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Advice for how to not take things personally or too seriously

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Team Lead at Taro Community21 days ago

There must be a way to work super hard, write high quality code, learn from mistakes, all while being chill even through difficult times and unplugging 100% during time off.

But over the course of a month or quarter something will go wrong, and then I think about it all weekend. There will be some bug or personal conflict or missed deadline.

It could be healthy to a degree to stress about it so that I do a retro, make action items, and fix the process for next time. But it is a major negative to take it too seriously to the point where I go over it 100 times in my head or when talking to coworkers I become defensive, give excuses, or want to start thinking about blame.

My question is not really about having a blameless culture at a company though, but how do I myself keep up high performance while taking things way less personally/seriously?

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Discussion

(4 comments)
  • 2
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    Tech Lead/Manager at Meta, Pinterest, Kosei
    20 days ago

    Allocate time for it and label it. Something like "Reflection time" or "Replay time" or "Self-loathing time"

    Put a 30-minute block on your calendar every week or every 2 weeks where you write down reflections on what mistakes happened and what you can learn from them.

    When you separate out the time to be anxious or hard on yourself, you free up the other 99% of the time, so you don't have to do that! So hopefully you can drop the 100 times you play something over to something like 3-4 times.

  • 3
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    Senior Manager at SAP
    20 days ago

    I agree with Rahul. Scheduling regular time for reflection is super helpful.

    On a different perspective, the practice of daily journaling can be helpful. Writing things down can be a way to let things out.

    You have not mentioned if you have other hobbies or interests. Regularly disconnecting and doing something else unrelated to work can be a good destressing option.

  • 2
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    Eng @ Taro
    18 days ago

    There must be a way to work super hard, write high quality code, learn from mistakes, all while being chill even through difficult times and unplugging 100% during time off.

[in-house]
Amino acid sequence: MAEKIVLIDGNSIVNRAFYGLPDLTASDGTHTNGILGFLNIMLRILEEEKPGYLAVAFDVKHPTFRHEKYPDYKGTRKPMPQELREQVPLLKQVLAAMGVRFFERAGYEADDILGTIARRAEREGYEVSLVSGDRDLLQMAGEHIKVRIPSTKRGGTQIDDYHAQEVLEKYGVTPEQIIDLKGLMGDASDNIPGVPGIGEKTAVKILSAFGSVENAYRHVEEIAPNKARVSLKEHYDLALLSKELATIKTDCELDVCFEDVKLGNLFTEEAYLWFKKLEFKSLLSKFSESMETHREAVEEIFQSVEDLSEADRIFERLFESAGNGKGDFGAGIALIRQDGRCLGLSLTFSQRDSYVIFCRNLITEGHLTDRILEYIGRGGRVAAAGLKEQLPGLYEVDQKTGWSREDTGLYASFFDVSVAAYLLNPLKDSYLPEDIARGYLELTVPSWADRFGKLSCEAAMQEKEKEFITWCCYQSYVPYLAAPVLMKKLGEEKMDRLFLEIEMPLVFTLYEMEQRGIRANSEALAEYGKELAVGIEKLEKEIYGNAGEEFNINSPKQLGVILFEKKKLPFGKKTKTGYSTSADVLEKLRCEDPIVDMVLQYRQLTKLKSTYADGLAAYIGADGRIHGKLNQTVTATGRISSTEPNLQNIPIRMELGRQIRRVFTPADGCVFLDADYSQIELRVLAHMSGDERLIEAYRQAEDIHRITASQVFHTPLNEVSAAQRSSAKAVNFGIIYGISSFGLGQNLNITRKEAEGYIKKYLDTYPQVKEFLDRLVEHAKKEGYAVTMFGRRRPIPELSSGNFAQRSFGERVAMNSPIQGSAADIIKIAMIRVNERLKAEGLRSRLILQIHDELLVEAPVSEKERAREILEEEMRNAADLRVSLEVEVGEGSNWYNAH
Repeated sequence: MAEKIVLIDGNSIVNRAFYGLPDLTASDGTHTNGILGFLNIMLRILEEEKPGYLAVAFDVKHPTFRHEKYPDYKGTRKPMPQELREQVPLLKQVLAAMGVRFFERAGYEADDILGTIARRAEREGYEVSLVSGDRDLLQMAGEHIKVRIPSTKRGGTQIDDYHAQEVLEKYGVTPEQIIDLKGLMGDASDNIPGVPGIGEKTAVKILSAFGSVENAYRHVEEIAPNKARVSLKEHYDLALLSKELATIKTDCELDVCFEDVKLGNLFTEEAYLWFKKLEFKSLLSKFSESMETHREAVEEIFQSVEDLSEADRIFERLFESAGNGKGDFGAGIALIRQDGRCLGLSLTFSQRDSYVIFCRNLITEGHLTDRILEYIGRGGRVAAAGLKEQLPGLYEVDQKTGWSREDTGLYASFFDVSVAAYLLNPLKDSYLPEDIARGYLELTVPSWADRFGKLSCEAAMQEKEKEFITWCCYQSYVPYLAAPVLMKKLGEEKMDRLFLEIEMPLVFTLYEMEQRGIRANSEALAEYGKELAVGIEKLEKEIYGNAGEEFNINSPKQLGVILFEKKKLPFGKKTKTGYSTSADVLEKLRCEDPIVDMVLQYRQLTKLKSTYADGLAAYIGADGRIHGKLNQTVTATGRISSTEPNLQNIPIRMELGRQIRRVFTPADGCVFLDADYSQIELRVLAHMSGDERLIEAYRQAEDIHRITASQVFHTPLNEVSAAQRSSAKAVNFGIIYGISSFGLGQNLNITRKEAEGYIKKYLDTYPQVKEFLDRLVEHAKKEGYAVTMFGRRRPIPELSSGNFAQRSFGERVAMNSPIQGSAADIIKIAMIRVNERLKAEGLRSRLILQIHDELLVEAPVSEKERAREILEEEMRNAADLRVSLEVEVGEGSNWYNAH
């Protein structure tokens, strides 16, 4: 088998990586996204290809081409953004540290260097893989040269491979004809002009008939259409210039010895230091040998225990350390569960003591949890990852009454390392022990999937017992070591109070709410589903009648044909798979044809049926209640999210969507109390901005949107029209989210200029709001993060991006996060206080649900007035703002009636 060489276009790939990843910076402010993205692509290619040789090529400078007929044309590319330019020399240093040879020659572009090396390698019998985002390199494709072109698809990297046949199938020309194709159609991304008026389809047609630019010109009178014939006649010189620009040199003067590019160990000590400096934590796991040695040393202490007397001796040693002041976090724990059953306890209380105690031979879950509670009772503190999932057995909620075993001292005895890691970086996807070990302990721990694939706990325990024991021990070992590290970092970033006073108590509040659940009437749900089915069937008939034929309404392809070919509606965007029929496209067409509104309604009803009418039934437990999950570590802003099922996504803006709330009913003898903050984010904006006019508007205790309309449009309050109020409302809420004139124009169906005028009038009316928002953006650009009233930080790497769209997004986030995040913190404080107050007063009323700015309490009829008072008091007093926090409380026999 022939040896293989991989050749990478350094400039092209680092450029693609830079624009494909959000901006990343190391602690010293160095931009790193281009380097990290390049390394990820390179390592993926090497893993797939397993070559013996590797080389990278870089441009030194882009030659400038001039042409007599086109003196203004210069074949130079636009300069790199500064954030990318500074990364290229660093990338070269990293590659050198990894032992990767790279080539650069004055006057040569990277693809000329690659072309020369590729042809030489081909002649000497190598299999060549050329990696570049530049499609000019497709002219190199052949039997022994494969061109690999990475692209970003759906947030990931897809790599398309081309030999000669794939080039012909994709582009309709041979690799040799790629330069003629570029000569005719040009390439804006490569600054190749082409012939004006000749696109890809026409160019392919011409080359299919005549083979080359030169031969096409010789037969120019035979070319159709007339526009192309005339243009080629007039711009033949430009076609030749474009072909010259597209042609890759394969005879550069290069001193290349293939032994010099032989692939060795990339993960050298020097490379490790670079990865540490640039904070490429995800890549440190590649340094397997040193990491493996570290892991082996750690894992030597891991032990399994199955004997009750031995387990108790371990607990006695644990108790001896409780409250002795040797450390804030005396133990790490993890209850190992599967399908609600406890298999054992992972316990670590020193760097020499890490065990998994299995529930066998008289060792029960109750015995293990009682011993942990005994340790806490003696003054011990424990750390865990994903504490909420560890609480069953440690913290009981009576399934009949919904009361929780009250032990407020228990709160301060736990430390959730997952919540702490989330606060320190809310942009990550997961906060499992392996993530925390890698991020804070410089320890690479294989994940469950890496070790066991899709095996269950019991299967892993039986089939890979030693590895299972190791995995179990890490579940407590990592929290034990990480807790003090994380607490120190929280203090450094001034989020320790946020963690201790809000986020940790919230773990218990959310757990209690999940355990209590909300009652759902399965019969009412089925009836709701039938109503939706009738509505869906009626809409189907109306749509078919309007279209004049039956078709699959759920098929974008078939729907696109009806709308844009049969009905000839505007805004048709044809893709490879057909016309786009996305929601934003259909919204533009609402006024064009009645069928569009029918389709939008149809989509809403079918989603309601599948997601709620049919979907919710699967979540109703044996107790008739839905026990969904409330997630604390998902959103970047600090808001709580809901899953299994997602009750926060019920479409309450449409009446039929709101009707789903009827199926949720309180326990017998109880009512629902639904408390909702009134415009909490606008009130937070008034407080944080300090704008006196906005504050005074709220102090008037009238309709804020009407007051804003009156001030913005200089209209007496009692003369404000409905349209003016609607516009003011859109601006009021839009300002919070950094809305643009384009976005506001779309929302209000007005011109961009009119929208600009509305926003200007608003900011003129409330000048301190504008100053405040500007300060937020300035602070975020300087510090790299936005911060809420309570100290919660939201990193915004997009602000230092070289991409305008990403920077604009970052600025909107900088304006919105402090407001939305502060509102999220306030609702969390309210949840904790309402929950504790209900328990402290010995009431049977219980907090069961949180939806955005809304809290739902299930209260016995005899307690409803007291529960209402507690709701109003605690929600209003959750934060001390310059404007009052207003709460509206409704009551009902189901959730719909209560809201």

Early on in my career, I used to be on edge all the time where I was taking my laptop with me on hikes and getting plane wifi because I was always worried that something would go wrong, and I'd be at fault.

    1. You'll mentally fatigue yourself where you won't be able to perform well and you'll emotionally drag down your team with your body language.
    2. Most companies are well-oiled machines where there are ways to mitigate issues quickly if something goes wrong.
    3. Most engineers are working on something that will cause a minor inconvenience to the end user if it goes down.

    It can be easy to exaggerate the consequences of something going wrong to be astronomical. Sometimes, we just need to zoom out and think of what's the worst that can happen and how they can be mitigated by processes that are in place or need to be added.

    It could be healthy to a degree to stress about it so that I do a retro, make action items, and fix the process for next time. But it is a major negative to take it too seriously to the point where I go over it 100 times in my head or when talking to coworkers I become defensive, give excuses, or want to start thinking about blame.

    You are doing a good job by doing the retro and coming up with action items. Once you get all of your thoughts out in a retro doc, there isn't a use in continuing to dwell on the matter anymore especially if you are going over the same thoughts in your head.

  • 2
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    Team Lead [OP]
    Taro Community
    18 days ago

    Thanks for all the feedback, seems to be helping so far:

    1. Writings lists about things bothering me in a physical private notebook
    2. No-tech-work-at-all Sundays for hobbies and unplugging fully
    3. Worry Tuesdays. I’m short-circuiting obsessing about problems by writing it down telling myself I’m OK in the big picture of things and that I will review and plan action for my problems on Tuesday, not today